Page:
20. I remember people with Peugeot 205 GTIs in the Nineties keeping their spare wheel in the boot despite the fact that there was a spare wheel carrier under the boot accessible from outside because there was a spate of spare wheel thefts – all it took was for the scumbag scallies to find 4 cars with spare wheels and they had a full set!

  21. Remember on the ZX having to deflate the tyre a fair bit when putting it back under in the spare wheel carrier.

    @Jason 1.8 TC

    ‘If you won the Euromillions and could buy the poshest car in the world……would you still pursue the small ads for something ‘crap’ I think I would….’

    First of all, a full refurb of my, and the other half’s, crap cars. Money no expense, all those bloody trolley and door opening dings taken out, full engine rebuild.

    Then a fleet of crap cars, possibly a collection of examples of cars I’ve owned.
    Maybe something like a 2nd hand £3/4k early Jag XK too. Still looks the part today!

    My secret plan of buying a 406 coupe HDi, and fitting the Ferrari 430 replica bodykit. Would cause major confusion for the petrol station employee, authorising a diesel pump for a Ferrari 🙂

    Flying one of the crap cars over to the US and doing route 66 in it on UK plates.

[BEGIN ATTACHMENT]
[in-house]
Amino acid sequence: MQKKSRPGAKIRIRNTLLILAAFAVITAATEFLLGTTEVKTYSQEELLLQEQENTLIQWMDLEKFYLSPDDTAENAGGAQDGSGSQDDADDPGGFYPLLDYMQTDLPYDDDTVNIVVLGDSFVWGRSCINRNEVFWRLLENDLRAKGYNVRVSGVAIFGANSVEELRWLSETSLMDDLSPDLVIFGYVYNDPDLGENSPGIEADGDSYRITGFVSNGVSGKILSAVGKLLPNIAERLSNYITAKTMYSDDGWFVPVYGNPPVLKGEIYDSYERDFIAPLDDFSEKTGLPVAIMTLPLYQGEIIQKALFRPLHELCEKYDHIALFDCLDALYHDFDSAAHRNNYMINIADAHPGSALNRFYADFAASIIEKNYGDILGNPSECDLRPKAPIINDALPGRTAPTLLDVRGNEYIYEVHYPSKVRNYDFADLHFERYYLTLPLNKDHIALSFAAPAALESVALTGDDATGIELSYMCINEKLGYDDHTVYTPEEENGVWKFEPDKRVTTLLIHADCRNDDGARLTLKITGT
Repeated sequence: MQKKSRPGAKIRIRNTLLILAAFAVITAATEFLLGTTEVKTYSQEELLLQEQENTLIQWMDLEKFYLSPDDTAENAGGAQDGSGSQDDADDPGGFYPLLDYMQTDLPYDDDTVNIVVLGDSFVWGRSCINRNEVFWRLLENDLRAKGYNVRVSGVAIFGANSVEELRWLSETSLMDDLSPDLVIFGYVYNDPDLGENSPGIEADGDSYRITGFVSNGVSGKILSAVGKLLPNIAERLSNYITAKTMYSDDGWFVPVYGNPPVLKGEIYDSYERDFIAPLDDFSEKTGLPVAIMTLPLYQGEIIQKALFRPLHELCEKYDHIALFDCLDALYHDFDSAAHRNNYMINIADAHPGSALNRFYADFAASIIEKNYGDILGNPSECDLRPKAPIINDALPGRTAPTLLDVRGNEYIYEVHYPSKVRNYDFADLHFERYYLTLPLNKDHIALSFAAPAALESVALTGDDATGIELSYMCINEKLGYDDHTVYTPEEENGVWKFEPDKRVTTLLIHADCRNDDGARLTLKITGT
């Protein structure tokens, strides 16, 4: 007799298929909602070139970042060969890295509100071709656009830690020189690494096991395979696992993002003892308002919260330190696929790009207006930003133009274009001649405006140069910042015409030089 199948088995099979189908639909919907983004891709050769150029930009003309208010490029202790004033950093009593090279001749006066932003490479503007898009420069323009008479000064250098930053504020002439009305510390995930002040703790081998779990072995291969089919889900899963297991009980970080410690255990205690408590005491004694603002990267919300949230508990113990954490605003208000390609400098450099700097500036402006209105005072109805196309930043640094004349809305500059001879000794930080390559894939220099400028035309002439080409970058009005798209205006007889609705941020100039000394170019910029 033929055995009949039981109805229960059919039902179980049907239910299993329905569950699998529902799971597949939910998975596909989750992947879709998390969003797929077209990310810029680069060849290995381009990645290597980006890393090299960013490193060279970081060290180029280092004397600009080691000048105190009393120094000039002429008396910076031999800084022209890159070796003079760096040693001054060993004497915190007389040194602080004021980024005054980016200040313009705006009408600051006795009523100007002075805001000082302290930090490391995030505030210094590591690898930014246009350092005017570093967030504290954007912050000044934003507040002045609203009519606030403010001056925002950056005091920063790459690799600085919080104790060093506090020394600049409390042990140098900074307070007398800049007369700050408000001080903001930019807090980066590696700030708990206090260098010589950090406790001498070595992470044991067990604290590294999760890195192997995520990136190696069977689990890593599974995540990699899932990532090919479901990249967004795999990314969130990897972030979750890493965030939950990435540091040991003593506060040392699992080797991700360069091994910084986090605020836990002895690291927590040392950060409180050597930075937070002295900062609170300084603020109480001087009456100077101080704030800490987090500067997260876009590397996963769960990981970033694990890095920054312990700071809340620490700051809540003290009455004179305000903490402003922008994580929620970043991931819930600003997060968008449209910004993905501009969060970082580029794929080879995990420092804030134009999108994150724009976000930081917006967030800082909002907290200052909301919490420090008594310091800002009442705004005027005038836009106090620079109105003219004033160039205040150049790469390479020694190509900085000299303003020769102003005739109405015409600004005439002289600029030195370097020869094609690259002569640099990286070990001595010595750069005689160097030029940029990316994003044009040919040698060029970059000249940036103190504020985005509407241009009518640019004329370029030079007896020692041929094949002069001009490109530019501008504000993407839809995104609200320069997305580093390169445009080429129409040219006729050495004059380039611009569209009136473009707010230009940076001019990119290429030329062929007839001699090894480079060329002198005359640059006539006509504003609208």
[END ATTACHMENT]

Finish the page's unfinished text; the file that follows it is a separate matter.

22. Help!

    My venerable (and admittedly crap) Cavalier has let me down!

    In the last couple of months I’ve treat her to both front wheel bearings and new lower arm bushes (total cost under £100). Yesterday the 12 month old battery died (my fault, long story) so I got the car jump started, got her home and put the battery on charge. Then this afternoon, half an hour before work I went out to put in the battery and the bloody bonnet release cable broke…

    Is that classed as “3 strikes”? If I decide to replace then the heart says find a Rover 75, the head says an Avensis/Primera.

  23. Go back to the mid nineties when I was in jobs that didn’t last very long and which didn’t pay well( taking home £120 a week, poor even in 1996). I had a Mark 2 Cavalier I’d picked up for next for nothing with 12 months MOT that while all it needed in 2 years of ownesrship was a starter motor( scrapyard naturally), loved its oil to the point it needed 5 litres every 350 miles. Simple thing on long journeys was to carry 5 litres of cheap glug from a motor factor who sold some unbranded oil for £4 a container. Did the job and I was quite sad when the Cavalier had to go as the state of the engine meant it would fail its MOT on emissions and it went for spares or repair for £150. Next up was a Rover 213 that ran like clockwork, but the tinworm had decided to eat it and it too went the same way afer 12 months.